13. Release the spacebar without releasing the mouse button, and drag to resize the square. When you have finished, click to place the shape. Pressing the spacebar lets you move the shape to another location while you are still creating it.

    These shortcuts work with all the shape tools. However, the Polygon and Star tools have additional keyboard shortcuts.

  14. Choose the Polygon tool in the Shape Tools tearoff panel. Draw a basic 5-sided polygon shape, but without releasing the mouse button, press the Down Arrow key twice to change the shape to a triangle. Press the Shift key to make an equilateral triangle, and then click to release the tool.

    Pressing the Down Arrow key decreases the number of sides; pressing the Up Arrow increases the number of sides.

  15. Choose the Star tool in the Shape Tools tearoff panel. Draw a basic star, and without releasing the mouse button, press the Up Arrow key. With the Star tool, pressing the Up and Down arrow keys increases or decreases the number of points, similar to the Polygon tool.

Using the Line tool

The Line tool, of course, makes straight lines. It is located just above the shape tools in the Tools panel.

  1. Choose the Line tool in the Tools panel. In the Document window, drag to create a straight line.

    The shortcuts you used with the shape tools work similarly with the Line tool.

  2. Press the Shift key and draw another line. The Shift key constrains the line to a 45-degree angle.
  3. Press the Alt (Windows) or Option (Mac) key and draw another line. This shortcut lets you draw a line from the center point outward.
  4. Draw another line and without releasing your mouse button, press the spacebar. Move the line to another location and release the spacebar to continue drawing your line.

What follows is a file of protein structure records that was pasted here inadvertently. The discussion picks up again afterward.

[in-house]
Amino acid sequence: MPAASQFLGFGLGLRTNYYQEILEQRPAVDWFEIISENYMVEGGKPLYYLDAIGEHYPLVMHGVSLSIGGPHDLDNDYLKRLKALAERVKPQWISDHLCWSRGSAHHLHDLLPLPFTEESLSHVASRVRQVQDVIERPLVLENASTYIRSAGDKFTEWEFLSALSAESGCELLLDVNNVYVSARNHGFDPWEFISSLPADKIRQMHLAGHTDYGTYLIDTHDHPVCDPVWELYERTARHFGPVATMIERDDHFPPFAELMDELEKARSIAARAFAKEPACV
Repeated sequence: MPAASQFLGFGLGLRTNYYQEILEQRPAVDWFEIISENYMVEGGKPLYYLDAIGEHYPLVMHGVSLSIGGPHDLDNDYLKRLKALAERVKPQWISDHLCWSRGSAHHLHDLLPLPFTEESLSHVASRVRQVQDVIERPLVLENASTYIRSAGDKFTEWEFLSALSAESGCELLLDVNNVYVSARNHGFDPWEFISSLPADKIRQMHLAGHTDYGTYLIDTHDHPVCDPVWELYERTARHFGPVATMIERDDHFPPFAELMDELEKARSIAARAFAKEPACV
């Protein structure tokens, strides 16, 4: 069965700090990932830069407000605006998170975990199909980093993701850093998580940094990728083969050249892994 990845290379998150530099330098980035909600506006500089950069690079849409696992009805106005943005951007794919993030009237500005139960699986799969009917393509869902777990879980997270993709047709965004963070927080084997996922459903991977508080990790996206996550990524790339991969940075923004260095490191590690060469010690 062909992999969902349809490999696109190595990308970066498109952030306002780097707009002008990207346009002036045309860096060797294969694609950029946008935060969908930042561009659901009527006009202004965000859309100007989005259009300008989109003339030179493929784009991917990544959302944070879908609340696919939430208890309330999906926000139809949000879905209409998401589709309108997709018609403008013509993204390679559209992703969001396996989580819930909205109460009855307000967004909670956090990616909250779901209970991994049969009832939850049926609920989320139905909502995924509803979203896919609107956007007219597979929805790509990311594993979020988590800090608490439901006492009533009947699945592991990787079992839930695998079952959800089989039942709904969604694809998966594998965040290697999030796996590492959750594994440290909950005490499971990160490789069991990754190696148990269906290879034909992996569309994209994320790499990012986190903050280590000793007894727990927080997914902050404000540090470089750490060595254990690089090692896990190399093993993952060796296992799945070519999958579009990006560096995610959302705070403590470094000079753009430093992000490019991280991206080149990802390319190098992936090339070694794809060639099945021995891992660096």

The Eraser tool 

Now that you know how to create shapes and lines, it's a good time to learn how to erase them. The tool for it is located near the bottom of the Tools panel.

  1. Deselect all shapes by holding down the Ctrl (Windows) or Command (Mac OS) key and clicking an empty area of the artboard.
  2. Choose the Eraser tool in the Tools panel.
  3. Drag over one of the lines to erase a part of the line (see Figure 3).

    Use the Erase tool to erase parts of a line

    Figure 3: Use the Erase tool to erase parts of a line.

  4. Drag over any of the shapes. Notice that the shape strokes reappear around the area that was erased (see Figure 4). Using the Eraser tool on any shape redirects the stroke and fill around the path of the eraser.

    Erasing through a shape redirects the stroke and fill

    Figure 4: Erasing through a shape redirects the stroke and fill.

    To see this more clearly, you'll add a stroke and fill color to one of the shapes.

  5. Choose the Selection tool in the Tools panel. Select any complete shape.
  6. In the Control panel, click the Fill Color box and choose an orange color to fill the shape. From the Stroke Color pop-up menu, choose a red stroke color.
  7. Now choose the Eraser tool again in the Tools panel. Erase part of the shape you just filled. Notice that fill and stroke are redirected (see Figure 5).

    Erase through a star shape

    Figure 5: Erase through a star shape.

  8. You can control the diameter, shape and angle of the eraser as well.

    Double-click the Eraser tool icon to open the Eraser Tool Options dialog box (see Figure 6).

    The Eraser Tool Options dialog box

    Figure 6: The Eraser Tool Options dialog box.

  9. Increase the Diameter by dragging the slider to the right. Click OK. The pointer displays a much larger circle.
  10. Drag over any of the shapes.
  11. Select a complete shape by pressing Ctrl (Windows) or Command (Mac OS) and clicking the shape.

    When an object is selected, the Eraser tool works only on that object. If nothing is selected, the Eraser tool will erase any object it contacts.

  12. Drag over the selected shape and an unselected shape to see how the Eraser tool works.